Sarah Heath Nielsen is married to Bush Nielsen, and is the mother of three adult children. She is author of the book “Just Keep Going: Spiritual Encouragement from the Mom of a Troubled Teen,” and regularly shares her knowledge and experience by speaking to groups of students, parents and teachers.
A Letter from Sarah:
When I was introduced to the underground world of addiction and recovery I had no idea the assortment of resources, publications, people and programs available to those of us who love an addict – using or recovering – or those who are an addict – seeking help or girding up their recovery. From that first Saturday I sat in a treatment center where our son was a patient, I absorbed knowledge about addiction like it was my job. Now in some ways, it is. For the duration of our son Ted’s recovery I have intentionally accumulated information on people, places and things about which parents are starved to know or understand.
Our son Ted’s problem with alcohol and other drugs was a mystery to me as it is to so many of us. I was lonely, scared and running out of ideas. I read parenting books and met with people I thought could help. I found sympathy, but left empty-handed, feeling more discouraged than ever. We parents think there must be something we haven’t thought of, a key to be found somewhere we haven’t looked but we don’t know enough to know who to ask or where to go. My husband and I thought drugs were a symptom of something else going on with Ted when actually his behavior was a symptom of drug use. We tried to address the behavior but couldn’t uncover the problem he hid well, and we denied. “He drinks too much”, we heard from a counselor but we had no idea where to go from there.
I want you to have some of my favorite things: incredible programs that are what you were looking for, books that tell you what you want or maybe need to know, professionals who understand what you don’t, and programs you wish existed – that actually do.
I took my friend up on her offer and called her addiction clinician cousin. “You have to get the drugs out before you deal with everything else,” he told me, and suggested two treatment facilities. Those words were a revelation to me and my introduction to addiction. I thought, similar in some ways to what Ted says he thought, “Let’s pep talk out some internal issues and then that drug thing will go away.” Not so much.
I’d like to pass on to you some of the information I found helpful. Ted generously encourages me to tell our story if it will help someone. In doing so I’ve been led to opportunities for more education and connection to those in the treatment and recovery community. Many of them are doing fascinating things of which I want you to be aware. Venues, programs and events I’ve discovered have broadened my repertoire of valuable people and initiatives that to me seem sadly little-known. Often I am asked to pass on this information to a mom or dad, which I do regularly in emails, calls or over coffee. It’s useful to have it all in one place, don’t you agree? Now it is.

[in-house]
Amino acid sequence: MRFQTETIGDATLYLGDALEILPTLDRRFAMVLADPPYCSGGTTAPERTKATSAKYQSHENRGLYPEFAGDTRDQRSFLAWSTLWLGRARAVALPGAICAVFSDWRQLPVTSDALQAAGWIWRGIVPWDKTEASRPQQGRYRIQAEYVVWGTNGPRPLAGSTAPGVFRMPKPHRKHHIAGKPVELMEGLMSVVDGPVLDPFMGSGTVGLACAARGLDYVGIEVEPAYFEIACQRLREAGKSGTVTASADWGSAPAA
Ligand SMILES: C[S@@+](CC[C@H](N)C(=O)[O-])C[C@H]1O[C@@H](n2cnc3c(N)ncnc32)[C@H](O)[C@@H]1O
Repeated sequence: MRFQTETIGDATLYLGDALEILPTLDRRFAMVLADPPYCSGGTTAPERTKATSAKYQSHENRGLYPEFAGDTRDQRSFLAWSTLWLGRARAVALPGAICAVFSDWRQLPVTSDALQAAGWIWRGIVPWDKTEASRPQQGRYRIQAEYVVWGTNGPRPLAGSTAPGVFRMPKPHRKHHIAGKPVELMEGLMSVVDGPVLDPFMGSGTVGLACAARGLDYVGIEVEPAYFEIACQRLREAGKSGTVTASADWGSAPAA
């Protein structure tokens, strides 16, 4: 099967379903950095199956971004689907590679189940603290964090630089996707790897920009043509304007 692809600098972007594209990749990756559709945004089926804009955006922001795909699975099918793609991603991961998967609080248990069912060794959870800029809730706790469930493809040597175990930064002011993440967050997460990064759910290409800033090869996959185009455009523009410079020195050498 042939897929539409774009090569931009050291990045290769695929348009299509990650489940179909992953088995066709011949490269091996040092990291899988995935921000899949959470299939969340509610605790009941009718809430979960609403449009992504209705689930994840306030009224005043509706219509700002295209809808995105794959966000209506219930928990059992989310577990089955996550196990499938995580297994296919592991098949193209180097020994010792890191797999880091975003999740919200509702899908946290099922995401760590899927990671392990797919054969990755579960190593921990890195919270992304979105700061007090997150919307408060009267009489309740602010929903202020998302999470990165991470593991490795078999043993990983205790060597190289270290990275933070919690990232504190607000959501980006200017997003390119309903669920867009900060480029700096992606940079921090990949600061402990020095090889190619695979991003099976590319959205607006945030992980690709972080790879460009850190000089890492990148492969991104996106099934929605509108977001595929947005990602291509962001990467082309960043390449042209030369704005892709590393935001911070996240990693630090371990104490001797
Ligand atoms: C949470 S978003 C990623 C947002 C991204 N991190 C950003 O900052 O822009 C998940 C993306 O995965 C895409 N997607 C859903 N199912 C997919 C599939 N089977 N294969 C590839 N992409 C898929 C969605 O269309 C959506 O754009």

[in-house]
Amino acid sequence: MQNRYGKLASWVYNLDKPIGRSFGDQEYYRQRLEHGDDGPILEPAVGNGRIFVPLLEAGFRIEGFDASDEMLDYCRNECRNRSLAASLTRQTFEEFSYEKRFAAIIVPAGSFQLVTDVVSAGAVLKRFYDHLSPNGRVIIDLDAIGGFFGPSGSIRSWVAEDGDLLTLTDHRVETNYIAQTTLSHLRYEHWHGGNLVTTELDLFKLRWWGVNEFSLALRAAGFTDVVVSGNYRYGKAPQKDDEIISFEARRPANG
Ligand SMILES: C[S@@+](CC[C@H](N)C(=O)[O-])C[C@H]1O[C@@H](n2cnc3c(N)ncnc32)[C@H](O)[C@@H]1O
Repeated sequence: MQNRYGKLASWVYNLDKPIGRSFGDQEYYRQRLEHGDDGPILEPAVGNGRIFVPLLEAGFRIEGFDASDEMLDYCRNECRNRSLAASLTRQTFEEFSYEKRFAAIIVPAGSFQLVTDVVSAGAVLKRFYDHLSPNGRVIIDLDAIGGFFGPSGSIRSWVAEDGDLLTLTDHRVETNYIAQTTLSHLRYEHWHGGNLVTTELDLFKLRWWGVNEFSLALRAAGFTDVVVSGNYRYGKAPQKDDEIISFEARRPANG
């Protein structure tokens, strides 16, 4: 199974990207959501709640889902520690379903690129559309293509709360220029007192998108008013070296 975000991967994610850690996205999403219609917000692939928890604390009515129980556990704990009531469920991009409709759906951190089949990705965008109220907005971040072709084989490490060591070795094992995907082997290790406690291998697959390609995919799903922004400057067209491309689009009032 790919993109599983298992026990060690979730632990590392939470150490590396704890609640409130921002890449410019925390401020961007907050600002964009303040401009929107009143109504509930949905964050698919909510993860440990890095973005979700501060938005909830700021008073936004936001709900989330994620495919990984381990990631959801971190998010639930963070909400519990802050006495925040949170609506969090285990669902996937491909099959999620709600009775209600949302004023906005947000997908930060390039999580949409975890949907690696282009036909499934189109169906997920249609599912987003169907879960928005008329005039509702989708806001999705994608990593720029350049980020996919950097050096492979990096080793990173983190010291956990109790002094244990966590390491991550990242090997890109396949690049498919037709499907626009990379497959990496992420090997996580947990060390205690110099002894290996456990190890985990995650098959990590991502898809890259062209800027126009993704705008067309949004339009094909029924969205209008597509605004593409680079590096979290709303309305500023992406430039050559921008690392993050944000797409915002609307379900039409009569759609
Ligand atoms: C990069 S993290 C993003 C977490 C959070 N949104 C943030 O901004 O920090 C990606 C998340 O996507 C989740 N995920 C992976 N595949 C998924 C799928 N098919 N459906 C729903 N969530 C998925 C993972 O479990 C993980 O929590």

So instead of texting contacts, sending links, and emailing book titles, there is here so to speak, one-stop shopping. If you don’t find what you are looking for, I am confident that one of these resources will guide you to someone who can help.
I want you to have some of my favorite things: incredible programs that are what you were looking for, books that tell you what you want or maybe need to know, professionals who understand what you don’t, and programs you wish existed – that actually do. A few weeks in recovery and still in treatment, Ted asked my husband, Bush, and I to meet him at a 12-step program Halloween party. It was there, chatting with another mom, that I heard about a program at a Minneapolis college for students in recovery to obtain or complete their college education. Who knew there was such a program? After two failed attempts at a university while using drugs, Ted went back to college and graduated in recovery, magna cum laude.
If not for that mother at that party, how would we have known about StepUP at Augsburg College? Collegiate Recovery – one of the resources on this site.
So many short pieces of information I want to share with you. Join my email list and I’ll pass on to you bits of encouragement and new resources. Get in the conversation on my Facebook page, and let me know other resources you’ve found on your own journey.
What might surprise you is my disclaimer that this website does not exist to fix our loved ones in addiction. It exists as a wheelhouse of available resources, many — if not mostly — for us as parents. We need help, too.